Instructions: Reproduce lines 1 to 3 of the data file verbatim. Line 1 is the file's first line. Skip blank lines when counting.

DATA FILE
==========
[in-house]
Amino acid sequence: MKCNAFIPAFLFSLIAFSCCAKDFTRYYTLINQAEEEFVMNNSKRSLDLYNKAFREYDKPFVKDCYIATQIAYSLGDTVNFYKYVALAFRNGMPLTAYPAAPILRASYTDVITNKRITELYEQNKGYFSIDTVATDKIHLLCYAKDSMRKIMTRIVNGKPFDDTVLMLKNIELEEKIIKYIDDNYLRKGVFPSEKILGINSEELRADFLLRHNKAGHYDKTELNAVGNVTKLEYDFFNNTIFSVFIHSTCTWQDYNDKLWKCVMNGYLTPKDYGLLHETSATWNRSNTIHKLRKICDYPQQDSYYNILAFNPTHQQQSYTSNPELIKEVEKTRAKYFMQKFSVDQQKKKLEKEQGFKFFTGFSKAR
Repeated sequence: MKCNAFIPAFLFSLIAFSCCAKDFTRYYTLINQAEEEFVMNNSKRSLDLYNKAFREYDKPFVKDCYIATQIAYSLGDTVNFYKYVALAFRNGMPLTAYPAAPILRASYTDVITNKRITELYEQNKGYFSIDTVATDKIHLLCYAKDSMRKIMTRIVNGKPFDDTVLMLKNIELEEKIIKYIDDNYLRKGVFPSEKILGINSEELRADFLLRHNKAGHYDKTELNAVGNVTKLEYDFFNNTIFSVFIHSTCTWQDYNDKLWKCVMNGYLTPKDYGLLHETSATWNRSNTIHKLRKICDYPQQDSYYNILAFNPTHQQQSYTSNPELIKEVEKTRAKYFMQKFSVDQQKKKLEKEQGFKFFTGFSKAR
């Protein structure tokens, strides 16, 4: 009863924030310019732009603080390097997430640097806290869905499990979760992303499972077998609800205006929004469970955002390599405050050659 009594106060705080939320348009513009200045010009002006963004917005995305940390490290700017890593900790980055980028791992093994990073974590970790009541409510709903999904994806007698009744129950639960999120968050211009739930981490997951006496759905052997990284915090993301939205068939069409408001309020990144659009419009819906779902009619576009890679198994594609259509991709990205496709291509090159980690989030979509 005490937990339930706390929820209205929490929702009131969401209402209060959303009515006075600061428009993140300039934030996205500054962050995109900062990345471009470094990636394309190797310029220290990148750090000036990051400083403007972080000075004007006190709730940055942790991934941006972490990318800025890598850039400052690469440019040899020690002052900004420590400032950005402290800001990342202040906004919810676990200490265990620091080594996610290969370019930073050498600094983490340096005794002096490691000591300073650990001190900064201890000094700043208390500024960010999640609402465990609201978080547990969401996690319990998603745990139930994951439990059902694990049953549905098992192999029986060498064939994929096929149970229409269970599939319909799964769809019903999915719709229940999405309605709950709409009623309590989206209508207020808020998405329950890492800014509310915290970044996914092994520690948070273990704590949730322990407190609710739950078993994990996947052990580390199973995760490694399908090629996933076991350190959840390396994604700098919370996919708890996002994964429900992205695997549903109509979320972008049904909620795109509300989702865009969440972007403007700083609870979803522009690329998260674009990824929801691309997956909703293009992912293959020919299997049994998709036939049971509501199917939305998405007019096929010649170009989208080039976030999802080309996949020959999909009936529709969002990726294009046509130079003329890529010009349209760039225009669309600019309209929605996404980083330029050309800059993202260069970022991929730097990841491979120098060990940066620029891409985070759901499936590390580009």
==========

[in-house]
Amino acid sequence: MKCNAFIPAFLFSLIAFSCCAKDFTRYYTLINQAEEEFVMNNSKRSLDLYNKAFREYDKPFVKDCYIATQIAYSLGDTVNFYKYVALAFRNGMPLTAYPAAPILRASYTDVITNKRITELYEQNKGYFSIDTVATDKIHLLCYAKDSMRKIMTRIVNGKPFDDTVLMLKNIELEEKIIKYIDDNYLRKGVFPSEKILGINSEELRADFLLRHNKAGHYDKTELNAVGNVTKLEYDFFNNTIFSVFIHSTCTWQDYNDKLWKCVMNGYLTPKDYGLLHETSATWNRSNTIHKLRKICDYPQQDSYYNILAFNPTHQQQSYTSNPELIKEVEKTRAKYFMQKFSVDQQKKKLEKEQGFKFFTGFSKAR
Repeated sequence: MKCNAFIPAFLFSLIAFSCCAKDFTRYYTLINQAEEEFVMNNSKRSLDLYNKAFREYDKPFVKDCYIATQIAYSLGDTVNFYKYVALAFRNGMPLTAYPAAPILRASYTDVITNKRITELYEQNKGYFSIDTVATDKIHLLCYAKDSMRKIMTRIVNGKPFDDTVLMLKNIELEEKIIKYIDDNYLRKGVFPSEKILGINSEELRADFLLRHNKAGHYDKTELNAVGNVTKLEYDFFNNTIFSVFIHSTCTWQDYNDKLWKCVMNGYLTPKDYGLLHETSATWNRSNTIHKLRKICDYPQQDSYYNILAFNPTHQQQSYTSNPELIKEVEKTRAKYFMQKFSVDQQKKKLEKEQGFKFFTGFSKAR